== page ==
Why user stories are important for Agile development
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We often cover the importance of lean startup approach and Agile methodology that we use here at RubyGarage. One of the key aspects of agile methods are user stories, which represent an effective way to define the product functions and manage its requirements.
The Wikipedia article turns out to be pretty comprehensive when explaining the basic idea behind user stories, so today we're going to focus on the importance of user stories in our project workflow.
Prior to Agile methods we often looked at the products from our, developers' point of view. We thought that since we know how to code and design the product, we should know what it should look and function like. User stories help teams to shift to the user's' perspective. Users are often not as advanced as us, have no time to dig into details and consider the quality by some other parameters than us.
Using stories as functional descriptions eventually changed the way we look at the product and the way we make it. Being intended to plan the future functionality and keep in mind its purpose, they also brought a few other noticeable advantages that we're going to talk about further.
The user stories first were described as a part of Extreme Programming (XP). It's author, Bill Wake suggested to use the INVEST acronym to underline the key aspects of user stories and at the same time its main advantages:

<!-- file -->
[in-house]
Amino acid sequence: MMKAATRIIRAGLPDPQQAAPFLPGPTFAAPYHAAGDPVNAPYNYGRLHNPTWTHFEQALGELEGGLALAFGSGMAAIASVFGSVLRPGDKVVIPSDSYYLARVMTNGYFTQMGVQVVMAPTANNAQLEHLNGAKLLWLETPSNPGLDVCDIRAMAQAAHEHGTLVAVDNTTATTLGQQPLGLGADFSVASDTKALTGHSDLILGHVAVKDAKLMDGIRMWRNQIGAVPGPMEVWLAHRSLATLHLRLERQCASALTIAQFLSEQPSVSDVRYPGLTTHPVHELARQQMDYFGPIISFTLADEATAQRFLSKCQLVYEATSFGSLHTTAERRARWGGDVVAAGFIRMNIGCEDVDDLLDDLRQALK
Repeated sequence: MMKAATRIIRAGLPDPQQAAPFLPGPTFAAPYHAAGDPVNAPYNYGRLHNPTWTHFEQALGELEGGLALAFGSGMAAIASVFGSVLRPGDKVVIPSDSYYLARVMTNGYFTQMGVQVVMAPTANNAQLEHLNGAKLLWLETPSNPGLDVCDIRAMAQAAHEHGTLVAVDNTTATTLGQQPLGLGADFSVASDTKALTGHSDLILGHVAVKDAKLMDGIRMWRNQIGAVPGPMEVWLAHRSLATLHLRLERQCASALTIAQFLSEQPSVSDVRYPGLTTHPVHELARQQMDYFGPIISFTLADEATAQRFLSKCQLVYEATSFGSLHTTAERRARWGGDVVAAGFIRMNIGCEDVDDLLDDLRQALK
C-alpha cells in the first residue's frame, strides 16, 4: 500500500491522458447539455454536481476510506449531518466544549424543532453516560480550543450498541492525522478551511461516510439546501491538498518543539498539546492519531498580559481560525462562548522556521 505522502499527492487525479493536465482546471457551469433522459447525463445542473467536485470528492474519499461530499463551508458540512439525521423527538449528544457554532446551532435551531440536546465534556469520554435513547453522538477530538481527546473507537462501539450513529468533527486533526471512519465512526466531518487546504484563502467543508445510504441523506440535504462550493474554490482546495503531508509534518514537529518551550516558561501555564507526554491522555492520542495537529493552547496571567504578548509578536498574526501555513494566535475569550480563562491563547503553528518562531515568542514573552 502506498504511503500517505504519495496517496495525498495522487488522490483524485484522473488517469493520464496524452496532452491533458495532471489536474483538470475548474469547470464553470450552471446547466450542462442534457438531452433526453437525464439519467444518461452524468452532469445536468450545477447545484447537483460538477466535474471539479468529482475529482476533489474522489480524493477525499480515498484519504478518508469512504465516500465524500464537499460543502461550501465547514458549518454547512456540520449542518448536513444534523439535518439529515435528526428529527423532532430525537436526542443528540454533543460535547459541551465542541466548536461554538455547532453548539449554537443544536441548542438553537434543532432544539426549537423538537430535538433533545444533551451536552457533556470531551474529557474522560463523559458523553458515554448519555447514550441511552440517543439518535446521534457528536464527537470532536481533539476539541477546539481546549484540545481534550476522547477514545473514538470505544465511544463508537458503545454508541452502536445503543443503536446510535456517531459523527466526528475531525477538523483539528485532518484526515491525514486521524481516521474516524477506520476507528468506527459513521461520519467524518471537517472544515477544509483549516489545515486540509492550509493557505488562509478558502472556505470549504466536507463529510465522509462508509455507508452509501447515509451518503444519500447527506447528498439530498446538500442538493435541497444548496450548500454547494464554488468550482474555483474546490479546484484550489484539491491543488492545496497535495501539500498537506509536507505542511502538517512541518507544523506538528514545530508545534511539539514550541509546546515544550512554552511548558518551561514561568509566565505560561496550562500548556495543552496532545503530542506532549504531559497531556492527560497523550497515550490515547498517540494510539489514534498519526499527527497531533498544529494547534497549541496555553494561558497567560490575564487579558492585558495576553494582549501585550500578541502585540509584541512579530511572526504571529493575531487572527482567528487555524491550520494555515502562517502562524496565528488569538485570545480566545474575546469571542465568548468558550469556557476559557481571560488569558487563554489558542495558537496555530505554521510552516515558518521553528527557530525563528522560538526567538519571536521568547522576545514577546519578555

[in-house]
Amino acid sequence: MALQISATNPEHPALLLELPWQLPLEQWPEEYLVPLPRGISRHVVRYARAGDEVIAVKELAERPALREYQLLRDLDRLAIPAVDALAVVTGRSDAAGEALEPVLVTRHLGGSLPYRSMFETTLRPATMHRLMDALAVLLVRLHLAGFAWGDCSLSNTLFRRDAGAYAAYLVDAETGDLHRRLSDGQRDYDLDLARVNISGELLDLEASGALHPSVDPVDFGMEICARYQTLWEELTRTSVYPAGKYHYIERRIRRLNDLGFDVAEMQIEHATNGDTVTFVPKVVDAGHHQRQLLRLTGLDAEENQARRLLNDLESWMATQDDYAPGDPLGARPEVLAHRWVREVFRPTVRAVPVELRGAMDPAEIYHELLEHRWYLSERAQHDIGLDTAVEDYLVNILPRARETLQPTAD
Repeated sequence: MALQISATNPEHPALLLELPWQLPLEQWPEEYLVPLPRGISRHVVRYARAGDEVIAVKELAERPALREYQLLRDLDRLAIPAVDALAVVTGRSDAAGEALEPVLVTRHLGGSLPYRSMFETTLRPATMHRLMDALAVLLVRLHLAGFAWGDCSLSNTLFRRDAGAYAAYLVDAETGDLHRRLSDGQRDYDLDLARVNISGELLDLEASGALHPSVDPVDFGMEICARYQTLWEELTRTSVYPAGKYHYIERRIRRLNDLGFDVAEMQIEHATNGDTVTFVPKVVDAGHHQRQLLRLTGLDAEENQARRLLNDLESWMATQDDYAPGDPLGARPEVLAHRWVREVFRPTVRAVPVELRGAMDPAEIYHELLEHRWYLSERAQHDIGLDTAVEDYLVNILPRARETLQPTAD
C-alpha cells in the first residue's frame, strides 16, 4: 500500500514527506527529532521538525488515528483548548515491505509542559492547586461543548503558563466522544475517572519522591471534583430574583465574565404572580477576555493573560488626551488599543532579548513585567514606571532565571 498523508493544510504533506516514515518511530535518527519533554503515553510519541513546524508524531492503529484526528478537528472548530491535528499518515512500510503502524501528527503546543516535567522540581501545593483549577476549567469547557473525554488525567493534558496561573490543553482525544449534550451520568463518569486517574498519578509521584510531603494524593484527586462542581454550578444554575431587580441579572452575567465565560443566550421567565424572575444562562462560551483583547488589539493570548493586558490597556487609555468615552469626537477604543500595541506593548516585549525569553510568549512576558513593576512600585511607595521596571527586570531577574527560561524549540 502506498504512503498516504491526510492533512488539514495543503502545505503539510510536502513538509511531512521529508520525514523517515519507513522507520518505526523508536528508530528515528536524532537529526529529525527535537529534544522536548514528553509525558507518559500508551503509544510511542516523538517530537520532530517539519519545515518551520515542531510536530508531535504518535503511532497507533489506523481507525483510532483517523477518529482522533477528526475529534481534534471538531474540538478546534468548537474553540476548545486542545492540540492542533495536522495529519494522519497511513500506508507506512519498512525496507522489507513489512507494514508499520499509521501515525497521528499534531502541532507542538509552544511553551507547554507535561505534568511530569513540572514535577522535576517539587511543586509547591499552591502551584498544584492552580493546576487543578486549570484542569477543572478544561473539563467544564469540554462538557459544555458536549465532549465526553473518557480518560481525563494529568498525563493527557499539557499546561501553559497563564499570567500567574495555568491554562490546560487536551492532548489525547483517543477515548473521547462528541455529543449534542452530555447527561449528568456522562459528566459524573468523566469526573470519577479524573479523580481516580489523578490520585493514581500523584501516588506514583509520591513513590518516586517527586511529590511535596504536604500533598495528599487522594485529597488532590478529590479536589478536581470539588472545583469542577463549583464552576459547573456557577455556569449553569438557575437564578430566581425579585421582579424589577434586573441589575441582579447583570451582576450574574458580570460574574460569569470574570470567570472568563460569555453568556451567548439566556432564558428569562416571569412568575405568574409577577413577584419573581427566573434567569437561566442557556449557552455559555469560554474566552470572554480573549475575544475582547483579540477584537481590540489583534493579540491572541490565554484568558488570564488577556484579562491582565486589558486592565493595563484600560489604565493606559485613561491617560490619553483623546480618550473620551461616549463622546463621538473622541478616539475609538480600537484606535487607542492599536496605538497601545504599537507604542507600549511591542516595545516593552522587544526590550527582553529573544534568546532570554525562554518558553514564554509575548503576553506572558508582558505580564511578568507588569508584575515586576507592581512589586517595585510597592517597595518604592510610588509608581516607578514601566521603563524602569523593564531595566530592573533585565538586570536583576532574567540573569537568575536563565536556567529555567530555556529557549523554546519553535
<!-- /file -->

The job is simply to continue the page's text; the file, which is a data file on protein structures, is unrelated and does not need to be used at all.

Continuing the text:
- Independent: a user story independent from other stories is easier to prioritize, to process and to implement.
- Negotiable: a user story does not explain details, but becomes the reason and direction to clarify and discuss them later
- Valuable: user stories focus on bringing values to the users, not simply solving someone’s problems or implementing functions
- Estimable: a good user story allows to estimate how much time is needed to implement it
- Small: a user story should capture user requirements; leave the details for use cases
- Testable:a user story implies that when implemented you can easily check if it's done correctly (for more details read our Clear Acceptance Criteria And Why It’s Important blogpost).
It's All About Priorities
To have a feeling of the product, a team can quickly generate a dozen of user stories, because they are short and concise. Having written them on the post-it notes, the team can then decide which user stories are most critical and which user stories require more details and should be postponed. Not only that is a simple and fun process, but it also makes you focused on the users' primary needs and not the product owner desires.
Backlogging the product
Here in RubyGarage the work on the web/mobile applications never ends, because such products constantly evolve and adapt to the user requirements. And it is related to all its aspects: the designers team can come up with new user stories on the improved UX, the developers can find a better way to solve user problems and so on.
So there's no such thing as a 'final product', and having new user stories constantly generated and discussed is a great way to keep the product backlog and know how you can further improve it in the next iteration.
In the end, here in RubyGarage we often see how our clients, who are usually the product owners, start to better understand and see the final product when they are introduced to user stories. And it’s no wonder, since imagining the behavior of real people using your product will always be the most effective way to make it successful.
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